The mean-square displacement [DELTA-r2(tau)] of particles in concentrated suspensions is measured at times sufficiently short to observe the transient nature of hydrodynamic interactions. For all volume fractions-phi, the velocity autocorrelation function decays as a power law R(tau) is similar to tau–3/2. A remarkable scaling with phi is observed for the time-dependent self-diffusion coefficient D(s)(tau) = [DELTA-r2(tau)]/6-tau: If D(s)(tau) is scaled by its asymptotic value and if time is scaled by a viscous time inversely proportional to the shear viscosity of the suspension, all the data fall onto a single master curve.
The breakdown of the diffusion approximation in describing temporal autocorrelation functions of multiply scattered light can be probed by collecting light from different polarization channels. Contrary to the claim of Freund and Kaveh, the diffusion approximation cannot be used to predict the value of gamma, nor can it be used to make any statement about the universality of the value of gamma.
The coalescence of monodisperse silicone oil-in-water emulsions stabilized with sodium dodecyl sulfate has been studied. We report the existence of a sharp destabilization threshold, controlled by surfactant chemical potential, osmotic pressure, and droplet diameter, at which the rate of coalescence increases dramatically. We present evidence that the stability of the emulsions can be characterized by two microscopic parameters: a minimum stable value of the surfactant chemical potential and a maximum value of the pressure exerted upon a droplet-droplet interface.
We report the formation of a solid gel network from purely liquid emulsion droplets. The gel remains rigid at droplet volume fractions as low as 10(-3). The gelation process is identified as diffusion-limited cluster aggregation. We find a surprising order in the gel structure. This ordering is induced by the aggregation kinetics, which result in an unexpected spatial correlation between the growing clusters, ensuring that the network is formed from clusters of nearly equal size and spacing.
The consequences of internal reflection of multiply scattered light at the boundaries of disordered media are studied. We show that the effect of internal reflection due to index mismatch can be quantitatively accounted for with a single parameter by incorporating a reflection coefficient into the boundary condition for the diffusive light. We measure the angular correlation functions in transmission and reflection at different thicknesses for both high- and low-index mismatch. By including the effect of internal reflection, we are able to obtain consistent quantitative agreement between experiment and theory. Extensions to other experiments including diffusing-wave spectroscopy, coherent backscattering, frequency correlations, and pulse propagation are discussed.
We present the results of a systematic study of the propagation of sound in sodium di-2-ethyl-hexylsulfosuccinate (AOT) micelles and microemulsions. The dispersion in the sound velocity upsilon is determined over three and a half decades in frequency by using both ultrasonic and Brillouin-scattering techniques. The dispersion in the sound velocity is also measured as a function of the volume fraction phi of micelles or microemulsions. In addition, we measure the dependence of the sound velocity dispersion on the linear hydrocarbon chain length of the solvent molecules, and on the size of the microemulsion droplets. A consistent physical picture emerges that accounts for all of the results. The sound velocity in the micelle or microemulsion phases is greater than that in the solvent, leading to the observed increase of upsilon with phi. In addition, due to the overlapping of the surfactant tails, there is a weak, short-range attractive interaction between the droplets, causing them to form short-lived, extended networks. These networks can support shear, leading to a further increase in upsilon at higher phi, provided the frequency of the sound is sufficiently high that the instantaneous networks remain intact over the period of the sound wave. This results in the additional frequency dispersion in upsilon at high phi. The strength of the attractive interaction, and hence the dispersion in the sound velocity, depends on the chain length of the solvent molecule and the diameter of the microemulsion droplet. The use of an effective-medium model is critical in confirming the validity of the physical picture. The effective-medium model includes the contribution of a shear modulus of one of the phases and can account for the phi dependence of upsilon for all the systems. The shape of the full Rayleigh-Brillouin spectra is shown to be describable by a formalism that includes the relaxation of the extended networks. Finally, since the micelle or microemulsion networks cannot support shear unless they extend across the whole system, we show that the additional shear modulus contributed by the droplet phase exhibits scaling behavior when the volume fraction exceeds a critical value defined by the rigidity percolation threshold. This allows us to measure both the critical volume fraction and the exponent for rigidity percolation. However, since this additional shear modulus only occurs at high frequency, this effect is an example of dynamic rigidity percolation.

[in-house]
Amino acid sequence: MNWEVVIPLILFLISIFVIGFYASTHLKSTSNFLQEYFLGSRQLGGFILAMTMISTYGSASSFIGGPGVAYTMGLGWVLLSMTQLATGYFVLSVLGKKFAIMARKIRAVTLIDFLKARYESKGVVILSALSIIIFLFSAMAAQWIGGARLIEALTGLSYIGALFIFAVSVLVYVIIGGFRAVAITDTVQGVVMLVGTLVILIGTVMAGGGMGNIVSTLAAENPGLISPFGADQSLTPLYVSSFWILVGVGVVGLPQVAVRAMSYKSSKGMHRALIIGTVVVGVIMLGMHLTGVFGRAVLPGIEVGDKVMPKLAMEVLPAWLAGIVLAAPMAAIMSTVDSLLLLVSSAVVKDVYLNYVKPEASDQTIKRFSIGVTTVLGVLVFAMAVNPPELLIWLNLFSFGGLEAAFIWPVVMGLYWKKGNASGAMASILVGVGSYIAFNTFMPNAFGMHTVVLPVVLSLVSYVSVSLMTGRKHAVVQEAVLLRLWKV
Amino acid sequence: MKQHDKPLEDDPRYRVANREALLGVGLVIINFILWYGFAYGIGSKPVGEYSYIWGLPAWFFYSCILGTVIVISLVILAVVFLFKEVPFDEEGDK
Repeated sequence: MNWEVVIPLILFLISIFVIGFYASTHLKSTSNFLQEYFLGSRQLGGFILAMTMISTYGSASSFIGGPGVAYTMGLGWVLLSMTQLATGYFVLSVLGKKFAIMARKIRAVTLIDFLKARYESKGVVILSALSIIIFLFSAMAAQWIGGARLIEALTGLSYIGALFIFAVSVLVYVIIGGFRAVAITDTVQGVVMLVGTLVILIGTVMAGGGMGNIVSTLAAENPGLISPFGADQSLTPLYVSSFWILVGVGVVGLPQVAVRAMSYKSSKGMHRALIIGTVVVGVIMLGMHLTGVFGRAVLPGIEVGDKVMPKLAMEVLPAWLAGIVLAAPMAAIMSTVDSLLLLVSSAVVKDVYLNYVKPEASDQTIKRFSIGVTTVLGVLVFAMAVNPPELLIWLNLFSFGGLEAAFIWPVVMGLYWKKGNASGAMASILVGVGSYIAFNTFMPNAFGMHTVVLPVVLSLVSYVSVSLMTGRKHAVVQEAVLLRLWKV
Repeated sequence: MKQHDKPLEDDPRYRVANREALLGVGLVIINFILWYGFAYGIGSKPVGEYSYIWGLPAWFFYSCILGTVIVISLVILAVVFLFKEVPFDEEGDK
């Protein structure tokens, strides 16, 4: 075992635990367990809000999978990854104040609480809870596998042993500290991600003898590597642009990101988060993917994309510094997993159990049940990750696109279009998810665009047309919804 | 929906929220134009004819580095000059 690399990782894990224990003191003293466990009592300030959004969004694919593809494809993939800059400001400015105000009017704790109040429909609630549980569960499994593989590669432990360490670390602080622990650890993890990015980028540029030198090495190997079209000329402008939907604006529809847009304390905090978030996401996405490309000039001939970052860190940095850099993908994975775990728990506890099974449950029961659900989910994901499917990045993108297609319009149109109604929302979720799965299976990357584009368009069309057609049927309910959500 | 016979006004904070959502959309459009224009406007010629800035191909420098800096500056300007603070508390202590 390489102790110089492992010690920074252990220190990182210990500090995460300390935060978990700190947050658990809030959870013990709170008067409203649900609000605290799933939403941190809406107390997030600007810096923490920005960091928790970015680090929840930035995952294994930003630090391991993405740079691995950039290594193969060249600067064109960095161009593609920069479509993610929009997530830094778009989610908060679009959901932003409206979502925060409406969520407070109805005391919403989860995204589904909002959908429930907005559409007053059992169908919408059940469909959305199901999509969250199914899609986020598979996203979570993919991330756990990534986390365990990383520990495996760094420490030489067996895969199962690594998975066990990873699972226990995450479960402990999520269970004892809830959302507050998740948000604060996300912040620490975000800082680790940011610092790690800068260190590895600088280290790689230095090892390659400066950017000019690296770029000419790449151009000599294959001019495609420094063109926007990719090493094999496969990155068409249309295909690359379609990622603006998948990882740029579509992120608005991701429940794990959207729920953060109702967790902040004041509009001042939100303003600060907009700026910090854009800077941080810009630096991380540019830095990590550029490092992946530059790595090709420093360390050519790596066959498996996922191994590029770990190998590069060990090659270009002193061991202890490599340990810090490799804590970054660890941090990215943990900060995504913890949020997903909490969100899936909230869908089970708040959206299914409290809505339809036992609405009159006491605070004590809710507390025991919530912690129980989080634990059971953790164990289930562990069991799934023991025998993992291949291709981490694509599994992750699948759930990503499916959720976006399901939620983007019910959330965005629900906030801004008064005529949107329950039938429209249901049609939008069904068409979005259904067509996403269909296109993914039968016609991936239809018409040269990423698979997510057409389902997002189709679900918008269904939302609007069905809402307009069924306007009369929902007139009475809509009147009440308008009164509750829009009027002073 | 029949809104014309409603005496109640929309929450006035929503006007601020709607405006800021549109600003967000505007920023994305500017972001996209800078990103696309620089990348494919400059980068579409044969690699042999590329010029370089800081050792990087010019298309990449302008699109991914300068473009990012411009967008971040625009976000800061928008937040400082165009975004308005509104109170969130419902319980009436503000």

We show that the process of irreversible, kinetic colloid aggregation exhibits universal behavior, independent of the detailed chemical nature of the colloidal particles. Modern methods of statistical physics, applied to a kinetic growth process, provide a good basis to model the observed behavior. Two limiting regimes of colloid aggregation are identified: rapid aggregation, limited solely by the diffusion of the growing clusters; and slow aggregation, limited by the reaction rate that leads to the formation of bonds between the clusters. In each regime the cluster structure is fractal, with fractal dimension d(f) approximately 1.8 for diffusion-limited clusters and d(f) approximately 2.1 for reaction-limited clusters. A scaling method is used to compare dynamic light scattering data obtained from completely different colloids aggregated under the two limiting conditions. These data provide a critical comparison of the behavior of the different colloids, and confirm the universality of each limiting regime of colloid aggregation.
The coarsening of a three-dimensional foam is studied with multiple light-scattering techniques. Scaling behavior is observed with the average bubble diameter growing in time as t(z) where z = 0.45 /- 0.05. Changes in the packing conditions during coarsening give rise to a dynamical process that also exhibits temporal scaling. Neighboring bubbles undergo sudden structural rearrangement events at a rate per unit volume that decays as t(-y) where y = 2.0 /- 0.2.
The structure and dynamics of three-dimensional foams are probed quantitatively by exploiting the strong multiple scattering of light that gives foams their familiar white color. Approximating the propagation of light as a diffusion process, transmission measurements provide a direct probe of the average bubble size. A model for dynamic light scattering is developed that can be used to interpret temporal fluctuations in the intensity of multiply scattered light. The results identify previously unrecognized internal dynamics of the foam bubbles. These light-scattering techniques are direct, noninvasive probes of bulk foams and therefore should find wide use in the study of their properties.